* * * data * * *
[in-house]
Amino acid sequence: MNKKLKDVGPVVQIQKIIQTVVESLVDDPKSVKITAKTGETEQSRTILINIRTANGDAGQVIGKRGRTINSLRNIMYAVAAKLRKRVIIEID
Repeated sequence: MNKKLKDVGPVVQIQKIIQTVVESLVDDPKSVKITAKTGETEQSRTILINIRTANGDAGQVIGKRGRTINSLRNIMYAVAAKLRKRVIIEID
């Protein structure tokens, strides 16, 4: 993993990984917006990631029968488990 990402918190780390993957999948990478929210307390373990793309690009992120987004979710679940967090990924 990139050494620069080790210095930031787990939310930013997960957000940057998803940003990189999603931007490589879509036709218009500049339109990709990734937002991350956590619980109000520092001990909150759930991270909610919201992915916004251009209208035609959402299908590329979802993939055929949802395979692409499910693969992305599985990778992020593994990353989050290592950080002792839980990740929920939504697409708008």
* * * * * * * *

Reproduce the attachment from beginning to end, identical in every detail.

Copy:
[in-house]
Amino acid sequence: MNKKLKDVGPVVQIQKIIQTVVESLVDDPKSVKITAKTGETEQSRTILINIRTANGDAGQVIGKRGRTINSLRNIMYAVAAKLRKRVIIEID
Repeated sequence: MNKKLKDVGPVVQIQKIIQTVVESLVDDPKSVKITAKTGETEQSRTILINIRTANGDAGQVIGKRGRTINSLRNIMYAVAAKLRKRVIIEID
């Protein structure tokens, strides 16, 4: 993993990984917006990631029968488990 990402918190780390993957999948990478929210307390373990793309690009992120987004979710679940967090990924 990139050494620069080790210095930031787990939310930013997960957000940057998803940003990189999603931007490589879509036709218009500049339109990709990734937002991350956590619980109000520092001990909150759930991270909610919201992915916004251009209208035609959402299908590329979802993939055929949802395979692409499910693969992305599985990778992020593994990353989050290592950080002792839980990740929920939504697409708008």